Since the beginning of COVID-19-induced quarantine and social distancing, Philadelphia’s LGBTQ community has organized via underground and online channels to meet the most basic and pressing needs of those suffering from loss of work and homelessness. Now, these channels are narrowing their focus to new challenges presented by the coronavirus pandemic.
Bri Golphin, a busy community organizer in West Philly, raised the important point that underground organizations have, by necessity, been adept at mutual aid for a long time now. Underground is a term for groups that are not government sanctioned and usually operate on a small-scale, grassroots level.
Every week, members of various LGBTQ community groups from Philadelphia to Seattle hold a conference call to discuss the developing needs and anxieties surrounding the COVID-19 outbreak and subsequent quarantine. Golphin noted that priority seems to be given to Maslow’s hierarchy — food, shelter and, in a capitalist system, the ability to generate income to sustain each.
The Williams Institute reports that 21.6 percent of LGBTQ people in the United States live at or below the poverty line. Many LGBTQ folks live paycheck-to-paycheck and do not have a financial buffer to carry them through a period of nationwide nonessential industry shutdowns. A large portion of the Philly queer community also work in the service or performance industry, said Golphin. “Philly is a service industry city,” they continued, “it’s no longer a factory city.” Industries that, by nature, promote the gathering of five or more people are among the hardest hit by quarantine practices. Golphin is part of a drag group in West Philly and noted that their troupe was lucky enough to perform their last show on March 14 before the citywide closure was enforced.
For many performers, explained Golphin, spring is a “money-making season.” So, those who rely on income from drag, burlesque or cabaret performances are losing funds. That’s why a group of artists and performers started The Philadelphia Performance Artist’s Emergency Fund on GoFundMe. As soon as nonessential shutdowns began, drag performer Beary Tyler Moore messaged fellow performer and activist Patti LuStoned to start setting up a fund for Philly artists who weren’t able to perform. “I have a full-time job, and I’m working from home,” said LuStoned, “but I was upset about my friends in performance.” Lustoned explained that she and Moore also needed community leadership in the trans, POC community, so they looped in Icon (aka Icon Ebony Fierce). “I was happy that [Lustoned and Moore] reached out,” said Icon, “We wanted to spread the word for QTPOC people who aren’t in the immediate scene.”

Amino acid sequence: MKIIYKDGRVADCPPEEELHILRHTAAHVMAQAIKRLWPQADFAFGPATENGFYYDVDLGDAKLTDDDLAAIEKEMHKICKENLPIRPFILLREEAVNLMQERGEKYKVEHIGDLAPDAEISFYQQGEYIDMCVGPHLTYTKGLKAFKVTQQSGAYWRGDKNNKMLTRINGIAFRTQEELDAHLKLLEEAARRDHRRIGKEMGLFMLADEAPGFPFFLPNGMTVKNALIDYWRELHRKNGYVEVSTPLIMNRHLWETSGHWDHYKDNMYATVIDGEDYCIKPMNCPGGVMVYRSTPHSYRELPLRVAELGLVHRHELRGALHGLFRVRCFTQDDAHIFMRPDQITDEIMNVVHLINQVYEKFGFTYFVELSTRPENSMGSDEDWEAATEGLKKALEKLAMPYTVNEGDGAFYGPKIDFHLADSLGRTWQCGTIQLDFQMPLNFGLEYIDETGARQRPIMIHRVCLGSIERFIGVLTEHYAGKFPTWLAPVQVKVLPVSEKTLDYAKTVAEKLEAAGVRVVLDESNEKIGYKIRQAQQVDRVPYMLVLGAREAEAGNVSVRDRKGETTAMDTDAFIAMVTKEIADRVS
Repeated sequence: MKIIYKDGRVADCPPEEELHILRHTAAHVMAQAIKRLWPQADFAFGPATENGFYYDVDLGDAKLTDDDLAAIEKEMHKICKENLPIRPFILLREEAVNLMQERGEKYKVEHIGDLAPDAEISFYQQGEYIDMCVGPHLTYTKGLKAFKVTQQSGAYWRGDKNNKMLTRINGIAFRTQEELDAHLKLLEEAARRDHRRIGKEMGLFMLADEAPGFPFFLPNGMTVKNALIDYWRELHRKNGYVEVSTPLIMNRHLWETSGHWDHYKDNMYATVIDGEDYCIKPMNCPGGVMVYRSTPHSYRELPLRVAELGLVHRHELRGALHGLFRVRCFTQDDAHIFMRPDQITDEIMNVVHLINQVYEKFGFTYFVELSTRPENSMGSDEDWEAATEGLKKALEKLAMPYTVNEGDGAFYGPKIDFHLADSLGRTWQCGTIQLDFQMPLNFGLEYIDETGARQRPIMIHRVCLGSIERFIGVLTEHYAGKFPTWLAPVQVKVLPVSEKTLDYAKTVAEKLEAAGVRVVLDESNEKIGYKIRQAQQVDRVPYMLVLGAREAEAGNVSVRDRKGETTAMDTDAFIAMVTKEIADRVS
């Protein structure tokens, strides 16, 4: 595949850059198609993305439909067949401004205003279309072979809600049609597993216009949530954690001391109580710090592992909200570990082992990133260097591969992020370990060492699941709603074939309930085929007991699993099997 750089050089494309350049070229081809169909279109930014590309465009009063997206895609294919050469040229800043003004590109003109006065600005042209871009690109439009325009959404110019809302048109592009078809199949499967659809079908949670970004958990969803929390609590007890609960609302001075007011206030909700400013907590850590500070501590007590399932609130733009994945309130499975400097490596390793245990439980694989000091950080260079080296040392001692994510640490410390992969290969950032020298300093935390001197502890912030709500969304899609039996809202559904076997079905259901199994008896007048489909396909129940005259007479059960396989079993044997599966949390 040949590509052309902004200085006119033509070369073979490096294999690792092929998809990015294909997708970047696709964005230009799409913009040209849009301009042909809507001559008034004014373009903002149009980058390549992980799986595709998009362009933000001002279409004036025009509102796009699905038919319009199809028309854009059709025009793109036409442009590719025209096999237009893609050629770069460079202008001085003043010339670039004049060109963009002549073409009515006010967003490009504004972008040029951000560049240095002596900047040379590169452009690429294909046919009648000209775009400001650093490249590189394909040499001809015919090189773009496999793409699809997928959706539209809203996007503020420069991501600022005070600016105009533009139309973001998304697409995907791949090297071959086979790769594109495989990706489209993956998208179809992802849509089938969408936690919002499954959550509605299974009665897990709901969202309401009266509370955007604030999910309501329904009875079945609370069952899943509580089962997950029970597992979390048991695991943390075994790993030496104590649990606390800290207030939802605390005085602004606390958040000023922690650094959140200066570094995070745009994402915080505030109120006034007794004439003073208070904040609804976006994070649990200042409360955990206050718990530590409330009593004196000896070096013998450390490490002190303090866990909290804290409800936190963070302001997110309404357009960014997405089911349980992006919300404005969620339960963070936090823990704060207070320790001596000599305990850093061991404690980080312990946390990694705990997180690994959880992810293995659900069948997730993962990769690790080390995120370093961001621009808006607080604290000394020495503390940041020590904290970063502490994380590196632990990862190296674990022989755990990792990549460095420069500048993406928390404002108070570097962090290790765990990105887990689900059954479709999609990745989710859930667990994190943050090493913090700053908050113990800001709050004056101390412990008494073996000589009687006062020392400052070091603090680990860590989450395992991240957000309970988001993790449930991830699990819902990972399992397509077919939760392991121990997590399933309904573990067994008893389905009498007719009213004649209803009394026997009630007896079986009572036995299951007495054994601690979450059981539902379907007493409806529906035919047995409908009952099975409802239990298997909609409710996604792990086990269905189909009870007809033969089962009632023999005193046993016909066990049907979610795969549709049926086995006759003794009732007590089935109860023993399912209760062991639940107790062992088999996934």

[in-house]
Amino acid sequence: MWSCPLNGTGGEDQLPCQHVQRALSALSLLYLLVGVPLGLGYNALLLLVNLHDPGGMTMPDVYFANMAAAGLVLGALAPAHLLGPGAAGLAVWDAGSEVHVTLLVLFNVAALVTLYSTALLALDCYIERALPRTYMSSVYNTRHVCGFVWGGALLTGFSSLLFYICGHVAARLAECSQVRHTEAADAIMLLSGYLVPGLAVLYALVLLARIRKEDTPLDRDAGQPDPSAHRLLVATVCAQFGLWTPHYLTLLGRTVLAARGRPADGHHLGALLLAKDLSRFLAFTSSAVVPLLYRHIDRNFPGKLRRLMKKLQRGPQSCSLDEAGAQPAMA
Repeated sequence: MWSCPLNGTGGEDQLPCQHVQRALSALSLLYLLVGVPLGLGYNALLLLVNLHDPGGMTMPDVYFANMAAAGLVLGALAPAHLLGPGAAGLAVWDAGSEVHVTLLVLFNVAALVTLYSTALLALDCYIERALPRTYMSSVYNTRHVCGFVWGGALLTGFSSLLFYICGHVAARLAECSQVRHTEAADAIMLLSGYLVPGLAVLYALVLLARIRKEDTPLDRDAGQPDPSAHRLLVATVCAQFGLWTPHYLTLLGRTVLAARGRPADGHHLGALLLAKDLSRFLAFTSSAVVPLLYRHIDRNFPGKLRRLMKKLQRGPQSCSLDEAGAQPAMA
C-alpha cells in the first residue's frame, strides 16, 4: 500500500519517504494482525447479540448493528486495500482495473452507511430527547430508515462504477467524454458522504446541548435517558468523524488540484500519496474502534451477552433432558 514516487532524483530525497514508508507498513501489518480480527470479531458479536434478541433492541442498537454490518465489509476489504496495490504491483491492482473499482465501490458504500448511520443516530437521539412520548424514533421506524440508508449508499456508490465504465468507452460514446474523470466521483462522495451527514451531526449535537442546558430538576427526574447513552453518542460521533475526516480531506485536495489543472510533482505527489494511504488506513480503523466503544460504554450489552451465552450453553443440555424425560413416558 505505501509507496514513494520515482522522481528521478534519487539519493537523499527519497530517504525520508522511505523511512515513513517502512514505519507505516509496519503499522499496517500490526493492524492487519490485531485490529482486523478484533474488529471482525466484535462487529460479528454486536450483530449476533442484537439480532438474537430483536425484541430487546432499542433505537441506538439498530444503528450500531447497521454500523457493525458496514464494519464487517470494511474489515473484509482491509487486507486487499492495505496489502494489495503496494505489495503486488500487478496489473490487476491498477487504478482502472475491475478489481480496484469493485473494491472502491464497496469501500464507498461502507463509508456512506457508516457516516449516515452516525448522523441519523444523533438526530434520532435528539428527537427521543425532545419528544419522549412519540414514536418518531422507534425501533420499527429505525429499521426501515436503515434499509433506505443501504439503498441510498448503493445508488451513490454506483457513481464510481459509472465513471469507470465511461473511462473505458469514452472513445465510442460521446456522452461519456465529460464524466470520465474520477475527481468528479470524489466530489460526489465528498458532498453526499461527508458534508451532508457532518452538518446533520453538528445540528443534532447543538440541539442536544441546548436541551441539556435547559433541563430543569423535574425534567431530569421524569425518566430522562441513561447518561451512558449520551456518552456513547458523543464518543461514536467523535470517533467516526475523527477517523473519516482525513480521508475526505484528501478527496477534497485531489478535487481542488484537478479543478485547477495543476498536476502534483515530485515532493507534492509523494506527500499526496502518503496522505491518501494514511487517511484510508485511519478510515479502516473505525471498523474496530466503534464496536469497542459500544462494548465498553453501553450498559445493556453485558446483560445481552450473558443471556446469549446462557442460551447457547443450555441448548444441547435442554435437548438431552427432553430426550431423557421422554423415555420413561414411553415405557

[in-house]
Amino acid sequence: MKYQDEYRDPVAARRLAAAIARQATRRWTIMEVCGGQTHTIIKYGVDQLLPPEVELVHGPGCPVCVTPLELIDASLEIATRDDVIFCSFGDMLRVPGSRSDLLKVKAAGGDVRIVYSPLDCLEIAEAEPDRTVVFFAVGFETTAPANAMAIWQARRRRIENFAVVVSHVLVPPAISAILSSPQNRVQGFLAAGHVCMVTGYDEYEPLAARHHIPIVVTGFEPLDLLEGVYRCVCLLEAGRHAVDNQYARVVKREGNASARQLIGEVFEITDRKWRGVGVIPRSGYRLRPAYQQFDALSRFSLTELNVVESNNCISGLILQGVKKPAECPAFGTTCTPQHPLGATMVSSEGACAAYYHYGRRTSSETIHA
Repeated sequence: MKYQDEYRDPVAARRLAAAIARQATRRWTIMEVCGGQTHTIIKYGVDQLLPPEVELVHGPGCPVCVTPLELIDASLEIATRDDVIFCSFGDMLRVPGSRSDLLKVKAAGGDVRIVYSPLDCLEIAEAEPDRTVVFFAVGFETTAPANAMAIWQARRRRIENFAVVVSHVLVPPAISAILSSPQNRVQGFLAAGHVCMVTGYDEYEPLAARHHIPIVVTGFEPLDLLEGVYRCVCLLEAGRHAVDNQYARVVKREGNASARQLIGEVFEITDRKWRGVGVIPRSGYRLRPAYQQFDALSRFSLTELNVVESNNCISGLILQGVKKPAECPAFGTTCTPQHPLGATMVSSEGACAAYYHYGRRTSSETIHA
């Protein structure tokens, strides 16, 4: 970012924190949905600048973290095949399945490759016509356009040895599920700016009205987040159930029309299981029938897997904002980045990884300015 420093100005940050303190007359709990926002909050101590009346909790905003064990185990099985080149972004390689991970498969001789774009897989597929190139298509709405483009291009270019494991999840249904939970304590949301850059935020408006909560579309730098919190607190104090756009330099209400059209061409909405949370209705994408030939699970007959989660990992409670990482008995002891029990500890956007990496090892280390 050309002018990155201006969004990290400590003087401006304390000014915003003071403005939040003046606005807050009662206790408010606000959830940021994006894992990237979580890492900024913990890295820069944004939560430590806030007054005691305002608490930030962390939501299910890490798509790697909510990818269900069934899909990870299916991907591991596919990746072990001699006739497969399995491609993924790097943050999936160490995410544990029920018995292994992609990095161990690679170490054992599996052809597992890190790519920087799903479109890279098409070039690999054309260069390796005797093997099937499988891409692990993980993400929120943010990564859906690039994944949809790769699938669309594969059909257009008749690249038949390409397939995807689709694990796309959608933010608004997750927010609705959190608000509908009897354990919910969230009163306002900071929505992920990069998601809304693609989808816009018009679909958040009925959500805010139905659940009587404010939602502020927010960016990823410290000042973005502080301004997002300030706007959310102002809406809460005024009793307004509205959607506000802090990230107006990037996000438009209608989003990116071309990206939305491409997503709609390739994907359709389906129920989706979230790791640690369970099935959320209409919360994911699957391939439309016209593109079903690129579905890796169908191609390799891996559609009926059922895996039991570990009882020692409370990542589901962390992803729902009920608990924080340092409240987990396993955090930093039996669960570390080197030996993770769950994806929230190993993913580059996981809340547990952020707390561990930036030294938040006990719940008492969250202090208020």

The GoFundMe spread like wildfire. Just two days after launch, the campaign hit its goal of $10,000 — money that has been used to assist more than 30 Philly performing artists. But, it wasn’t all smooth sailing: Anytime someone tried to share the campaign, Facebook would flag any mentions of “COVID-19” or “coronavirus” and prevent people from sharing the page. Luckily, a clever idea to use a codeword bypassed this flag. But the problems point to some of the difficulties many groups have experienced when implementing emergency funds.